You might be surprised to hear this, but the truth is you should retain tax records much longer than the IRS suggests. As you’ll see in a minute, your tax returns serve many purposes. And those documents can come in handy long after the tax man has gone his merry way.
What The IRS Says About Tax Record Retention
The “Man” suggests that most individual taxpayers should hold on to their tax returns for three years. Specifically the IRS says:
“Generally, the IRS can include returns filed within the last three years in an audit. Additional years can be added if a substantial error is identified. Generally, if a substantial error is identified, the IRS will not go back more than the last six years.”
In plain English, this means if you keep your nose clean and avoid red flags that raise the risk of an audit. the IRS usually doesn’t go back further than 3 years. However if they discover a material error, the Revenue Service might go back 6 years. (Notice that the language doesn’t say the IRS can’t go back further than 6 years. My guess is that if you try some sneaky stuff on your return the IRS will start getting tough and go back even further.)
Why Keep Tax Records Longer Than The IRS Suggests
Keep in mind that your tax return summarizes your entire financial life. And you might need the information contained in that data vault for purposes other than an IRS tax audit. Let’s look at a few examples.
First, your return records how much you paid for significant assets. You will need that info to calculate cost basis when you sell the asset in the future – and your tax return might provide the only clue you have as to what you paid for it. This is especially true if you own a small business and buy depreciable assets. And it is certainly the case as it relates to investments.
It’s true that investment custodians are forced to report your cost basis if you sell an equity or mutual fund if they have the information. But let’s say you bought the investment at Schwab and sold it after
you transferred the account to Fidelity. In that case Schwab won’t be able to provide an accurate cost figure. For that you’ll need to refer back to your old tax return.
The second reason to hold on to your tax records is to validate pension and Social Security benefits. Let’s say you request your Social Security benefits statement and discover an error. (I know it’s hard to believe that a government agency could possibly make a mistake but I have heard that it happens once in a blue moon.)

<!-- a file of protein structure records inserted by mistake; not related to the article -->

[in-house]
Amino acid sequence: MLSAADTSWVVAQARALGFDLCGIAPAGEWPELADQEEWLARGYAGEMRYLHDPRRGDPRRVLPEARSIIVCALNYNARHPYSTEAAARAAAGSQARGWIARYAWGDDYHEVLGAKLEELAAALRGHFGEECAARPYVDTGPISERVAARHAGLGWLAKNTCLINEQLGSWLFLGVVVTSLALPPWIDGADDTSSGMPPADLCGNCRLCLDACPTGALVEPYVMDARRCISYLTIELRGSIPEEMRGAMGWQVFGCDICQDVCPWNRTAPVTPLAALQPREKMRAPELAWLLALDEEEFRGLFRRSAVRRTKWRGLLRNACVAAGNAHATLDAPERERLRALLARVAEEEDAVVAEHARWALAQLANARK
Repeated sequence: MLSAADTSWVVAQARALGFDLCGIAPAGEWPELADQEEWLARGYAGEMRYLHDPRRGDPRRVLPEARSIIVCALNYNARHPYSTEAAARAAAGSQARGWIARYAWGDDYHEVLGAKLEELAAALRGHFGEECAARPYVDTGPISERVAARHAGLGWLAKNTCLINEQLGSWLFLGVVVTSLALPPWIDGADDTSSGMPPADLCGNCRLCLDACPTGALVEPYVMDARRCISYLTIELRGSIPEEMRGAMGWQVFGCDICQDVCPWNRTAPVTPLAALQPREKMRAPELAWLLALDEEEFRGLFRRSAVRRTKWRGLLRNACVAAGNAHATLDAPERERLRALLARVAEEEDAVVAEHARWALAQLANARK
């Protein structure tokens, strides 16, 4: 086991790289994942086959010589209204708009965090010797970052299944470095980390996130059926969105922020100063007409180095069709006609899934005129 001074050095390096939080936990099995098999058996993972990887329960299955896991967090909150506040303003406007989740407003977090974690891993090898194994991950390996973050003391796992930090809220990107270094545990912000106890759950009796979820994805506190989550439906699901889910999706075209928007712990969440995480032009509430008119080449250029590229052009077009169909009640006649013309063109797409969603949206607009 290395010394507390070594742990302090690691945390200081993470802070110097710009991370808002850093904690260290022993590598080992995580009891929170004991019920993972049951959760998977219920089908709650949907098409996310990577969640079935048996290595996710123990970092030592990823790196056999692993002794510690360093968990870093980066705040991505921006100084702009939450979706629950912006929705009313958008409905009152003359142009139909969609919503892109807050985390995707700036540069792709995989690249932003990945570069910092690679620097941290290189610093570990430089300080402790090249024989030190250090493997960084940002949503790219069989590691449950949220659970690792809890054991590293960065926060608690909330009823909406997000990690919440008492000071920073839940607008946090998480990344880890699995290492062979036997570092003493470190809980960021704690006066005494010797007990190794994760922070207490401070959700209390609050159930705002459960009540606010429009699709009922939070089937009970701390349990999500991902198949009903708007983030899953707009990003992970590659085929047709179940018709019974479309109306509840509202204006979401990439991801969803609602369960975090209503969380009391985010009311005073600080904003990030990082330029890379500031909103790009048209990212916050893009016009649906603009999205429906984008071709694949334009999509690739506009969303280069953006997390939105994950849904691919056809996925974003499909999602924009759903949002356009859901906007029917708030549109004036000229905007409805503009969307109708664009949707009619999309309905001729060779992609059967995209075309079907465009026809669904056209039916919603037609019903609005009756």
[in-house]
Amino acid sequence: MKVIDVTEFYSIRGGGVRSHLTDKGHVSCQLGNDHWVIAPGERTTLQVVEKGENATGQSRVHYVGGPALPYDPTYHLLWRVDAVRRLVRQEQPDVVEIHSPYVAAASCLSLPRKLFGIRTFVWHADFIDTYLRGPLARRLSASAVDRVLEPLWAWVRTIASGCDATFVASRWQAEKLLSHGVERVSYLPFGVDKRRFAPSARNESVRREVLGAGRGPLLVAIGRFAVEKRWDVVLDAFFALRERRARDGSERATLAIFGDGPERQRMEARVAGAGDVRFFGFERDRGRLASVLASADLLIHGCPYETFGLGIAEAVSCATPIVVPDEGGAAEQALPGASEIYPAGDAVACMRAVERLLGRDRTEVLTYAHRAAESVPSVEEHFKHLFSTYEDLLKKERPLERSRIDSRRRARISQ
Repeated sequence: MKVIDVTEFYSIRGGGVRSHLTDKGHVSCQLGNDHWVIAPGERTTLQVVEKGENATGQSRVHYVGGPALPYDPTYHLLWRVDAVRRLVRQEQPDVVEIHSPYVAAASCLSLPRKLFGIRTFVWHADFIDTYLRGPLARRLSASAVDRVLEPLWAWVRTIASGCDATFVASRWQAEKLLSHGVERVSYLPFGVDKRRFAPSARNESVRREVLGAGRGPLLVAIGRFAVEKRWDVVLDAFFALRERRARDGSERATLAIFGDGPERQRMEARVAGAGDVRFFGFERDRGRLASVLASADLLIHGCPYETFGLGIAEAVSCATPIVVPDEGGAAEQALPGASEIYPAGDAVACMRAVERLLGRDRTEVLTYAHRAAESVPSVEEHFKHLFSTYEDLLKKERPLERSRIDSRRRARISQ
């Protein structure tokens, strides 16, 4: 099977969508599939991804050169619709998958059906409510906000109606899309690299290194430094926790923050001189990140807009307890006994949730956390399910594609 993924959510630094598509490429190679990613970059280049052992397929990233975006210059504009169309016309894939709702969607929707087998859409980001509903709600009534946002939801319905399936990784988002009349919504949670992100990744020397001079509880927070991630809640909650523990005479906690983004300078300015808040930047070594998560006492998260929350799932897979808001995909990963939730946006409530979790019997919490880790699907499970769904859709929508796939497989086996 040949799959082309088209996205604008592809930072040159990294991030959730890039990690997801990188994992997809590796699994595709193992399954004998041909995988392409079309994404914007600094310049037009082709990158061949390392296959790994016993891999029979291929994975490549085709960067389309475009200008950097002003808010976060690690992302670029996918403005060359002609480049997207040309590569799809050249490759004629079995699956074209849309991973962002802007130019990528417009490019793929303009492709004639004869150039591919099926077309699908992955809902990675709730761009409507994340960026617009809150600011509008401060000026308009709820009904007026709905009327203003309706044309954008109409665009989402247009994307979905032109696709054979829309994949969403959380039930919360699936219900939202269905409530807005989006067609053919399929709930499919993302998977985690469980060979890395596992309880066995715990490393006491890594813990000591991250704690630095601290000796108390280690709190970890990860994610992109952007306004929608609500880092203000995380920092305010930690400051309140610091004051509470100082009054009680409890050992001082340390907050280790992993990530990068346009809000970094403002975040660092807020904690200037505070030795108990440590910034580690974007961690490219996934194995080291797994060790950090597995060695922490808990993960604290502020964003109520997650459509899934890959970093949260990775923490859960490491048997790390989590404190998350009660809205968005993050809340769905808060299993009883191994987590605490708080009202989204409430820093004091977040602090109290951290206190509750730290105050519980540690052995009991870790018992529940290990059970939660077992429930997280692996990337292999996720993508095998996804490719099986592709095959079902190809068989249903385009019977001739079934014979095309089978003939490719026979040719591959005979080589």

Let’s say the Social Security Administration report indicates that you failed to work during a given year but you know you did. If you have your 1099 from that period, you can “stick it to the man” big time and get your proper benefits. Otherwise, you might have to work additional years in order to qualify for the Social Security benefit.
And that’s not all. Your tax return can come in very handy when it comes to proving you made IRA contributions and/or took distributions. And when it comes to non-deductible IRA contributions, your tax return might be the only thing standing between you and a 30% tax bite on withdrawals.
Do You Have To Keep Physical Records Forever?
While it’s important to be able to lay your hands on the information contained in your tax return, you don’t really have to hold on to all that paper. I always ask my CPA to send me a digital tax return and he is only too happy to oblige. In addition, I scan all my 1099’s and year-end investment statements.
Of course I password protect these documents so no bad guys have access. By taking these steps I have instant access to my financial history and I don’t have to waste my prize shoe boxes by filling them up with those wretched tax papers.
I suggest you follow suit. Invest in a scanner and keep all your tax records digitally – but keep them forever. You may never need the information. But it’s nice to know it’s there if you do.
Have you ever had to access old tax information? Did you have the data when you needed it?